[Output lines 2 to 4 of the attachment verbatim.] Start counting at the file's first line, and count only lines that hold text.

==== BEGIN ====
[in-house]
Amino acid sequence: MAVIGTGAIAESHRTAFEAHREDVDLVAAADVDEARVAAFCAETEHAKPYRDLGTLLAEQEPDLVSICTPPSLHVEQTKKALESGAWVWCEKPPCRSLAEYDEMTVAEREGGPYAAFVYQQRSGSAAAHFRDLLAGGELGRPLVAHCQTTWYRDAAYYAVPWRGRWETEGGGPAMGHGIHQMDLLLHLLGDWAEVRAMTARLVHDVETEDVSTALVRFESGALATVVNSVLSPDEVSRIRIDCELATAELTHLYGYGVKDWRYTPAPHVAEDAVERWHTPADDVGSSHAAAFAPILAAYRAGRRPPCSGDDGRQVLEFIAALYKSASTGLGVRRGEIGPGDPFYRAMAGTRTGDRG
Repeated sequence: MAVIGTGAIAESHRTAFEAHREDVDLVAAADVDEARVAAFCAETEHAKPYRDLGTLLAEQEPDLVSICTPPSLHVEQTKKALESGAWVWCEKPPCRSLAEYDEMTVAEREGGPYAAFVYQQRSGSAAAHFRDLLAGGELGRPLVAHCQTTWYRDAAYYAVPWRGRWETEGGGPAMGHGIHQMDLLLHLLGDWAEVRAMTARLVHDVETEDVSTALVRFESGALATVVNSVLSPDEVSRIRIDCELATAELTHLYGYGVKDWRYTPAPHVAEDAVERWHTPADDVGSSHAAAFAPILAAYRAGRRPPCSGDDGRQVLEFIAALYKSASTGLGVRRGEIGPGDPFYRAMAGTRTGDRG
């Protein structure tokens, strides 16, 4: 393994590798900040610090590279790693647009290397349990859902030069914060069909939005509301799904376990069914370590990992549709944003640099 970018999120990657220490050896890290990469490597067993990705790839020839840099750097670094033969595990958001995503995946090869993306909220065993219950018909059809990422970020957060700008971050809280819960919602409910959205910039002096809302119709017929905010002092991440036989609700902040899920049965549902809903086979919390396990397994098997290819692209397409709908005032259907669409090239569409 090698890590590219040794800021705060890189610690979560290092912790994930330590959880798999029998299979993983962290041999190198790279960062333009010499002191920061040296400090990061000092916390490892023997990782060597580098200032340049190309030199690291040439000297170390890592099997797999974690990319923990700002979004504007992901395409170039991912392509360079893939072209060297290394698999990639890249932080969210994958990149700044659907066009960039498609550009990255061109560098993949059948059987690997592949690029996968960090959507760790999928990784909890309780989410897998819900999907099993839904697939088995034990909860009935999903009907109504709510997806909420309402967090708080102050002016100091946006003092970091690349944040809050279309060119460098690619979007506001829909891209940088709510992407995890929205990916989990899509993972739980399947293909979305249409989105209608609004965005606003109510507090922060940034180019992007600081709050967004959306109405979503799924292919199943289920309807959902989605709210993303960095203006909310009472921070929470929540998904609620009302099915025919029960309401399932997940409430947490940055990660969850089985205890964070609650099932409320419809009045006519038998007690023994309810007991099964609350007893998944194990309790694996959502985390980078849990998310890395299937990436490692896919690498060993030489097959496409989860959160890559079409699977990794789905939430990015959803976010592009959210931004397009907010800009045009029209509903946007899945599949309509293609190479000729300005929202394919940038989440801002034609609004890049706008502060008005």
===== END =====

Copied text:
Amino acid sequence: MAVIGTGAIAESHRTAFEAHREDVDLVAAADVDEARVAAFCAETEHAKPYRDLGTLLAEQEPDLVSICTPPSLHVEQTKKALESGAWVWCEKPPCRSLAEYDEMTVAEREGGPYAAFVYQQRSGSAAAHFRDLLAGGELGRPLVAHCQTTWYRDAAYYAVPWRGRWETEGGGPAMGHGIHQMDLLLHLLGDWAEVRAMTARLVHDVETEDVSTALVRFESGALATVVNSVLSPDEVSRIRIDCELATAELTHLYGYGVKDWRYTPAPHVAEDAVERWHTPADDVGSSHAAAFAPILAAYRAGRRPPCSGDDGRQVLEFIAALYKSASTGLGVRRGEIGPGDPFYRAMAGTRTGDRG
Repeated sequence: MAVIGTGAIAESHRTAFEAHREDVDLVAAADVDEARVAAFCAETEHAKPYRDLGTLLAEQEPDLVSICTPPSLHVEQTKKALESGAWVWCEKPPCRSLAEYDEMTVAEREGGPYAAFVYQQRSGSAAAHFRDLLAGGELGRPLVAHCQTTWYRDAAYYAVPWRGRWETEGGGPAMGHGIHQMDLLLHLLGDWAEVRAMTARLVHDVETEDVSTALVRFESGALATVVNSVLSPDEVSRIRIDCELATAELTHLYGYGVKDWRYTPAPHVAEDAVERWHTPADDVGSSHAAAFAPILAAYRAGRRPPCSGDDGRQVLEFIAALYKSASTGLGVRRGEIGPGDPFYRAMAGTRTGDRG
């Protein structure tokens, strides 16, 4: 393994590798900040610090590279790693647009290397349990859902030069914060069909939005509301799904376990069914370590990992549709944003640099 970018999120990657220490050896890290990469490597067993990705790839020839840099750097670094033969595990958001995503995946090869993306909220065993219950018909059809990422970020957060700008971050809280819960919602409910959205910039002096809302119709017929905010002092991440036989609700902040899920049965549902809903086979919390396990397994098997290819692209397409709908005032259907669409090239569409 090698890590590219040794800021705060890189610690979560290092912790994930330590959880798999029998299979993983962290041999190198790279960062333009010499002191920061040296400090990061000092916390490892023997990782060597580098200032340049190309030199690291040439000297170390890592099997797999974690990319923990700002979004504007992901395409170039991912392509360079893939072209060297290394698999990639890249932080969210994958990149700044659907066009960039498609550009990255061109560098993949059948059987690997592949690029996968960090959507760790999928990784909890309780989410897998819900999907099993839904697939088995034990909860009935999903009907109504709510997806909420309402967090708080102050002016100091946006003092970091690349944040809050279309060119460098690619979007506001829909891209940088709510992407995890929205990916989990899509993972739980399947293909979305249409989105209608609004965005606003109510507090922060940034180019992007600081709050967004959306109405979503799924292919199943289920309807959902989605709210993303960095203006909310009472921070929470929540998904609620009302099915025919029960309401399932997940409430947490940055990660969850089985205890964070609650099932409320419809009045006519038998007690023994309810007991099964609350007893998944194990309790694996959502985390980078849990998310890395299937990436490692896919690498060993030489097959496409989860959160890559079409699977990794789905939430990015959803976010592009959210931004397009907010800009045009029209509903946007899945599949309509293609190479000729300005929202394919940038989440801002034609609004890049706008502060008005």